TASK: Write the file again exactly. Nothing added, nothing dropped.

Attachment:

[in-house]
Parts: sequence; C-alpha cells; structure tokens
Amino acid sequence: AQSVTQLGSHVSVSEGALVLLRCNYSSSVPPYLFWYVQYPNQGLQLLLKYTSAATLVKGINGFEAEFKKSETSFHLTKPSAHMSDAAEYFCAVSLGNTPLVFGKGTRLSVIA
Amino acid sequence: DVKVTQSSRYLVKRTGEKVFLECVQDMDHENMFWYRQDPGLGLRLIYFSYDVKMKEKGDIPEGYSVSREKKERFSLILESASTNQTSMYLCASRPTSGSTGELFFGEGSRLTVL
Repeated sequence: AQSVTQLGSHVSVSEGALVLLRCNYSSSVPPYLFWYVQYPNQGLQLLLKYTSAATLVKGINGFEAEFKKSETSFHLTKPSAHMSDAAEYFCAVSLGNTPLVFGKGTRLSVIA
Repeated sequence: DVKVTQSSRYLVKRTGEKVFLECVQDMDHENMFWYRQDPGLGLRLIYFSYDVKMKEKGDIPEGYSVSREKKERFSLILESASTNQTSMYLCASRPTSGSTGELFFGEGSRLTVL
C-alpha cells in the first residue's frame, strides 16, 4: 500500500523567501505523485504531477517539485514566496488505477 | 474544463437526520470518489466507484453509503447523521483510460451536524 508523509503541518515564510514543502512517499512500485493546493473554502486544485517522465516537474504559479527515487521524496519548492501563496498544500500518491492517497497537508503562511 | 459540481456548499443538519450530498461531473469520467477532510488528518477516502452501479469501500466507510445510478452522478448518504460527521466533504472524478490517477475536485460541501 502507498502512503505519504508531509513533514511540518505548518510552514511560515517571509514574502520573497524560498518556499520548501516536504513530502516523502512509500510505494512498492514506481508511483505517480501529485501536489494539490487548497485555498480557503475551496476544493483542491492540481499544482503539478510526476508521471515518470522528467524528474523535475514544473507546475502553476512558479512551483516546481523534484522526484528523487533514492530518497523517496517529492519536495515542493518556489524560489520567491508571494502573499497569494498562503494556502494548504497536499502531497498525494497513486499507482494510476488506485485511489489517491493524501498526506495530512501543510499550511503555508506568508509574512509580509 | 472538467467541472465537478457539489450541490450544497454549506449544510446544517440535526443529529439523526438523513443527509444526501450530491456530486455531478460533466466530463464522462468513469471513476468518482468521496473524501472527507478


[in-house]
Parts: sequence; C-alpha cells; structure tokens
Amino acid sequence: AQSVTQLGSHVSVSEGALVLLRCNYSSSVPPYLFWYVQYPNQGLQLLLKYTSAATLVKGINGFEAEFKKSETSFHLTKPSAHMSDAAEYFCAVSLGNTPLVFGKGTRLSVIA
Amino acid sequence: DVKVTQSSRYLVKRTGEKVFLECVQDMDHENMFWYRQDPGLGLRLIYFSYDVKMKEKGDIPEGYSVSREKKERFSLILESASTNQTSMYLCASRPTSGSTGELFFGEGSRLTVL
Repeated sequence: AQSVTQLGSHVSVSEGALVLLRCNYSSSVPPYLFWYVQYPNQGLQLLLKYTSAATLVKGINGFEAEFKKSETSFHLTKPSAHMSDAAEYFCAVSLGNTPLVFGKGTRLSVIA
Repeated sequence: DVKVTQSSRYLVKRTGEKVFLECVQDMDHENMFWYRQDPGLGLRLIYFSYDVKMKEKGDIPEGYSVSREKKERFSLILESASTNQTSMYLCASRPTSGSTGELFFGEGSRLTVL
C-alpha cells in the first residue's frame, strides 16, 4: 500500500523567501505523485504531477517539485514566496488505477 | 474544463437526520470518489466507484453509503447523521483510460451536524 508523509503541518515564510514543502512517499512500485493546493473554502486544485517522465516537474504559479527515487521524496519548492501563496498544500500518491492517497497537508503562511 | 459540481456548499443538519450530498461531473469520467477532510488528518477516502452501479469501500466507510445510478452522478448518504460527521466533504472524478490517477475536485460541501 502507498502512503505519504508531509513533514511540518505548518510552514511560515517571509514574502520573497524560498518556499520548501516536504513530502516523502512509500510505494512498492514506481508511483505517480501529485501536489494539490487548497485555498480557503475551496476544493483542491492540481499544482503539478510526476508521471515518470522528467524528474523535475514544473507546475502553476512558479512551483516546481523534484522526484528523487533514492530518497523517496517529492519536495515542493518556489524560489520567491508571494502573499497569494498562503494556502494548504497536499502531497498525494497513486499507482494510476488506485485511489489517491493524501498526506495530512501543510499550511503555508506568508509574512509580509 | 472538467467541472465537478457539489450541490450544497454549506449544510446544517440535526443529529439523526438523513443527509444526501450530491456530486455531478460533466466530463464522462468513469471513476468518482468521496473524501472527507478